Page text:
An incantation, enchantment, or magic spell is a set of words, spoken or unspoken, which are considered by its user to invoke some magical effect. An incantation may take place during a ritual, either a hymn or prayer and may invoke or praise a deity. In magic, occultism, shamanism, and witchcraft it is used with the intention of casting a spell on an object or a person. The term derives from Latin “incantare” (tr.), meaning “to chant (a magical spell) upon,” from in- “into, upon” and cantare “to sing”.
In medieval literature, folklore, fairy tales, and modern fantasy fiction, enchantments (from the Old French “enhancements”) are charms or spells. The term was loaned into English since around AD 1300. The corresponding native English term being “galdr” “song, spell”. It has led to the terms “enchanter” and “enchantress”, for those who use enchantments.
The weakened sense of “delight” (compare the same development of “charm”) is modern, first attested in 1593 (OED).
Surviving written records of historical magic spells were largely obliterated in many cultures by the success of the major monotheistic religions, Hinduism Islam, Judaism,
and Christianity, which label some magical activity as immoral or associated with evil.
In folklore and fiction
In traditional fairy tales or fantasy fiction, an enchantment is a magical spell that is attached, on a relatively permanent basis, to a specific person, object or location, and alters its qualities, generally in a positive way. A widely known example is the spell that Cinderella’s Fairy Godmother uses to turn a pumpkin into a coach. An enchantment with negative characteristics is usually instead referred to as a curse.
Conversely, enchantments are also used to describe spells that cause no real effects but deceive people, either by directly affecting their thoughts or using some kind of illusions. Enchantresses are frequently depicted as able to seduce by such magic. Other forms include deceiving people into believing that they have suffered a magical transformation.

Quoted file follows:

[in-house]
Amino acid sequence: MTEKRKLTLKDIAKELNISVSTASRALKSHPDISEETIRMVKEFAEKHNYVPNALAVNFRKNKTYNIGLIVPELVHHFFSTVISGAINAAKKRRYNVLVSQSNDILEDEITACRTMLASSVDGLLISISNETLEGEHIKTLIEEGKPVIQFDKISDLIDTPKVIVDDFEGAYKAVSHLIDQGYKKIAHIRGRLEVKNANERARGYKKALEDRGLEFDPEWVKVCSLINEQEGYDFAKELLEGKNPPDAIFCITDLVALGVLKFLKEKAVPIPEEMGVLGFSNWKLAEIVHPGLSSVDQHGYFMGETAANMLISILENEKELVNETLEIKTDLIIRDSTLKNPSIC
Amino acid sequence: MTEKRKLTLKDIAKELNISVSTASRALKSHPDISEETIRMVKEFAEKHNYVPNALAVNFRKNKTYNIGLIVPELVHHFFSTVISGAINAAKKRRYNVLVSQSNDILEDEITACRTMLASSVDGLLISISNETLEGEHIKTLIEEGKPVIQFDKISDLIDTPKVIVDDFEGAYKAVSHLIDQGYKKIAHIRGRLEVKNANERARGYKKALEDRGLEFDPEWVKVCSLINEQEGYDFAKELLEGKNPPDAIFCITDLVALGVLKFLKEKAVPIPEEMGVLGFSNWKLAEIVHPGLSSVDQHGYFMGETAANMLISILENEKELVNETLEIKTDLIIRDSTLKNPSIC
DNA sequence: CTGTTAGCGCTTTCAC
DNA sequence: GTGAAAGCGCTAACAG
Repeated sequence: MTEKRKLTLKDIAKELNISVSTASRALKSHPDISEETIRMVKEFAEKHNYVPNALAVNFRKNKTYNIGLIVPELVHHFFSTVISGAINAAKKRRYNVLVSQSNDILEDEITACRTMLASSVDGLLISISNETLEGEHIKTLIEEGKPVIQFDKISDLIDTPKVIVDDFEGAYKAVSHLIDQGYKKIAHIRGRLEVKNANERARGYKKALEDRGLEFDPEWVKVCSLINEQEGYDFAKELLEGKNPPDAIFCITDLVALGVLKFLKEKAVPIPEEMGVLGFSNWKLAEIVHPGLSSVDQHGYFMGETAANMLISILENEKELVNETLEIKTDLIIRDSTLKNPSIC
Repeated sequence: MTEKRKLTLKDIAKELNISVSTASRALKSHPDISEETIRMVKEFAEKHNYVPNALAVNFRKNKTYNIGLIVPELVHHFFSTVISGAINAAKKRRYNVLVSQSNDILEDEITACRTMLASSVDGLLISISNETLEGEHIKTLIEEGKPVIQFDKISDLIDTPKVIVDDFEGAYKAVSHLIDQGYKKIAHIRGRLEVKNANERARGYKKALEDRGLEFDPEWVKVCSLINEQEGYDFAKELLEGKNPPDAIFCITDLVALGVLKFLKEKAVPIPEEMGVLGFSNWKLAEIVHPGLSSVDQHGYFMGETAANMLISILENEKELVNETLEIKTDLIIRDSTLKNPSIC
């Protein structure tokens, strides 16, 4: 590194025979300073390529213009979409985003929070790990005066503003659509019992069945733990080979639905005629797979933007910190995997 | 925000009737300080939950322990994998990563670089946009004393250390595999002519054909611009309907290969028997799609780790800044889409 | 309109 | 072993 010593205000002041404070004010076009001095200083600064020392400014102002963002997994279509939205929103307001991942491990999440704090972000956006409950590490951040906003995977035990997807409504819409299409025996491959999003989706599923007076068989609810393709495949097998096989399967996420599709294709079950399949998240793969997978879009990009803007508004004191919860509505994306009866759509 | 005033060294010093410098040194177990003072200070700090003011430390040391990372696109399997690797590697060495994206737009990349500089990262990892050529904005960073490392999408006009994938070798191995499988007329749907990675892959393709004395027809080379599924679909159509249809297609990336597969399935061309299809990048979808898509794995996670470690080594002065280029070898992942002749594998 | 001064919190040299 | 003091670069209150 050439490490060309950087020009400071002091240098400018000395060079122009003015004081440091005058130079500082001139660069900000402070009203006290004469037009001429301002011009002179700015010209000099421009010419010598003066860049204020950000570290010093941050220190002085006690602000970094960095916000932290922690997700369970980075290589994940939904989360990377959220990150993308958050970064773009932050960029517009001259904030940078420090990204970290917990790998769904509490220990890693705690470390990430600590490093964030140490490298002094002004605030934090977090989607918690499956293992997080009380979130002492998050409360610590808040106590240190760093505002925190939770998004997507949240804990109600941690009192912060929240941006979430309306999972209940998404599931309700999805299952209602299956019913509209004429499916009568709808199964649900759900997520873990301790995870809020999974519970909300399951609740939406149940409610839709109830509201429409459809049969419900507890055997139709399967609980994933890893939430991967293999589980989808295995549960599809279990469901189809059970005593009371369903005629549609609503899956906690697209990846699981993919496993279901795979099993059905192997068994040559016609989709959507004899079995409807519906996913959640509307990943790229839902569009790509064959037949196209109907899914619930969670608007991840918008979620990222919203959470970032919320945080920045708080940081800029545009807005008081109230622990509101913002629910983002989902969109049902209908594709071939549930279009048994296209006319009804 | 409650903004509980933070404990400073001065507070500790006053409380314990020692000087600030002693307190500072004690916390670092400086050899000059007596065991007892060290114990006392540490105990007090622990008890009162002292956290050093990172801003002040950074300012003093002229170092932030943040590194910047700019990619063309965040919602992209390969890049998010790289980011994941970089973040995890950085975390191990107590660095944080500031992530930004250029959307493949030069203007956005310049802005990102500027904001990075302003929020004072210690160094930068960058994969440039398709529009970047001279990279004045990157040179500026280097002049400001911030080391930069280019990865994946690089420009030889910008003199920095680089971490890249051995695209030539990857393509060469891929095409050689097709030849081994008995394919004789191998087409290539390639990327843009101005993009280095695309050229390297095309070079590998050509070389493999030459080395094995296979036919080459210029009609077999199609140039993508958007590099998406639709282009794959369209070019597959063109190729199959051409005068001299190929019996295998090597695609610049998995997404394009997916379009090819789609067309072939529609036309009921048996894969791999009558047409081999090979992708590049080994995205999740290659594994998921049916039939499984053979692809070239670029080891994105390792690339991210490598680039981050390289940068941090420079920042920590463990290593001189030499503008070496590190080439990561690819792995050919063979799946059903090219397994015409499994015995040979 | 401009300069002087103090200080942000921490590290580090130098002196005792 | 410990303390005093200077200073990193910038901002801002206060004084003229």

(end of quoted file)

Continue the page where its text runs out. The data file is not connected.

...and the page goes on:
To be enchanted is to be under the influence of an enchantment, usually thought to be caused by charms or spells.
The Latin incantare, which means ‘to utter an incantation’, or cast a magic spell, form the basis of the word “enchant”, with deep linguistic roots going back to the Proto-Indo-European kan- prefix. So it can be said that an enchanter or enchantress casts magic spells, or utters incantations, similar to what is called Mantra in Sanskrit.
Mantra Japa is a practice of repetitively uttering the same mantra for an auspicious number of times, the most popular being 108, and sometimes just 5, 10, 28 or 1008. Japais found in personal prayer or meditative efforts of some Hindus, as well as during formal puja (group prayers). Japa is assisted by malas (bead necklaces) containing 108 beads and a head bead (sometimes referred to as the ‘Meru’, or ‘guru’ bead); the devotee using his/her fingers to count each bead as he/she repeats the chosen mantra. Having reached 108 repetitions, if he/she wishes to continue another cycle of mantras, the devotee turns the mala around without crossing the head bead and repeats the cycle. Japa-yajna is claimed to be most effective if the mantra is repeated silently in mind (Manasseh).
According to this school, any shloka from holy Hindu texts like the Vedas, Upanishads, Bhagavad Gita, Yoga Sutra, even the Mahabharata, Ramayana, Durga saptashati or Chandi is a mantra, thus can be part of the japa, repeated to achieve a luminous effect. The Dharmasāstra claims Gāyatri mantra derived from Rig Veda verse 3.62.10, and the Purușasūkta mantra from Rig Veda verse 10.90 are most auspicious mantras for japa at sunrise and sunset; it is claimed to purify the mind and spirit.
Notable Hindu mantras (Gayatri)
- The Gayatri mantra is considered one of the most universal of all Hindu mantras, invoking the universal Brahman as the principle of knowledge and the illumination of the primordial Sun. The mantra is extracted from the 10th verse of Hymn 62 in Book III of the Rig Veda.
- ॐ भूर्भुवस्व: | तत्सवितुर्वरेण्यम् | भर्गो देवस्य धीमहि | धियो यो न: प्रचोदयात्
- Oṁ Bhūrbhuvaswaha Tatsaviturvarenyam bhargo devasya dhīmahi dhiyo yo naḥa prachodayāt
- “Let us meditate on that excellent glory of the divine Light (Vivifier, Sun). May he stimulate our understandings (knowledge, intellectual illumination)
- Pavamana mantra
- असतोमा सद्गमय । तमसोमा ज्योतिर् गमय । मृत्योर्मामृतं गमय ॥ Asato mā sad gamaya, tamaso mā jyotir gamaya, mṛtyor māmṛtaṃ gamaya.
- (Bṛhadāraṇyaka Upaniṣad 1.3.28) ” From the unreal lead me to the real, from the dark lead me to the light, from death lead me to immortality.
- Shanti Mantra
- Oṁ Shāntiḥ, Shāntiḥ, Shāntiḥ.
- “Om! Let the Studies that we together undertake be effulgent “Let there be no Animosity amongst us;
- “Om! Peace, Peace, Peace. – Taittiriya Upanishad 2.2.2